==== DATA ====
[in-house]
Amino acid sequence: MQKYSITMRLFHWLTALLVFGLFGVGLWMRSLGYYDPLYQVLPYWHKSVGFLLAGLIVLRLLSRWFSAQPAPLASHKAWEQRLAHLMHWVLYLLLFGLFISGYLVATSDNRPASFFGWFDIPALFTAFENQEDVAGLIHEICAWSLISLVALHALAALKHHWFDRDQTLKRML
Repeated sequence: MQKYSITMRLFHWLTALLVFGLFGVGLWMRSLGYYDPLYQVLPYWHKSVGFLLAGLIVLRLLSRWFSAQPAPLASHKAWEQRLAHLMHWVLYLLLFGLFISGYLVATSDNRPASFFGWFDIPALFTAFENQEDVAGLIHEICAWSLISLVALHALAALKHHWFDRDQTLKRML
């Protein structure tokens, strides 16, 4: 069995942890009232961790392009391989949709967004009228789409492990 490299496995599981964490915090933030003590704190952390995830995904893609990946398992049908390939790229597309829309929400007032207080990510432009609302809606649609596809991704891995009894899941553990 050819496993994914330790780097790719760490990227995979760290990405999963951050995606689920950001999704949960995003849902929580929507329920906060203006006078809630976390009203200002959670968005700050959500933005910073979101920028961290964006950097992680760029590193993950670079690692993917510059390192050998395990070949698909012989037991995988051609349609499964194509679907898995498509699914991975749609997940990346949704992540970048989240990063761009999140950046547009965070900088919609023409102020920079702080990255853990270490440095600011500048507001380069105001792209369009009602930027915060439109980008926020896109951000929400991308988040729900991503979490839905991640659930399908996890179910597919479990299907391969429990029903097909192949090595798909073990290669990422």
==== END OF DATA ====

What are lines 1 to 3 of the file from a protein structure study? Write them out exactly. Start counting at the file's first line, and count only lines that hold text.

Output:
[in-house]
Amino acid sequence: MQKYSITMRLFHWLTALLVFGLFGVGLWMRSLGYYDPLYQVLPYWHKSVGFLLAGLIVLRLLSRWFSAQPAPLASHKAWEQRLAHLMHWVLYLLLFGLFISGYLVATSDNRPASFFGWFDIPALFTAFENQEDVAGLIHEICAWSLISLVALHALAALKHHWFDRDQTLKRML
Repeated sequence: MQKYSITMRLFHWLTALLVFGLFGVGLWMRSLGYYDPLYQVLPYWHKSVGFLLAGLIVLRLLSRWFSAQPAPLASHKAWEQRLAHLMHWVLYLLLFGLFISGYLVATSDNRPASFFGWFDIPALFTAFENQEDVAGLIHEICAWSLISLVALHALAALKHHWFDRDQTLKRML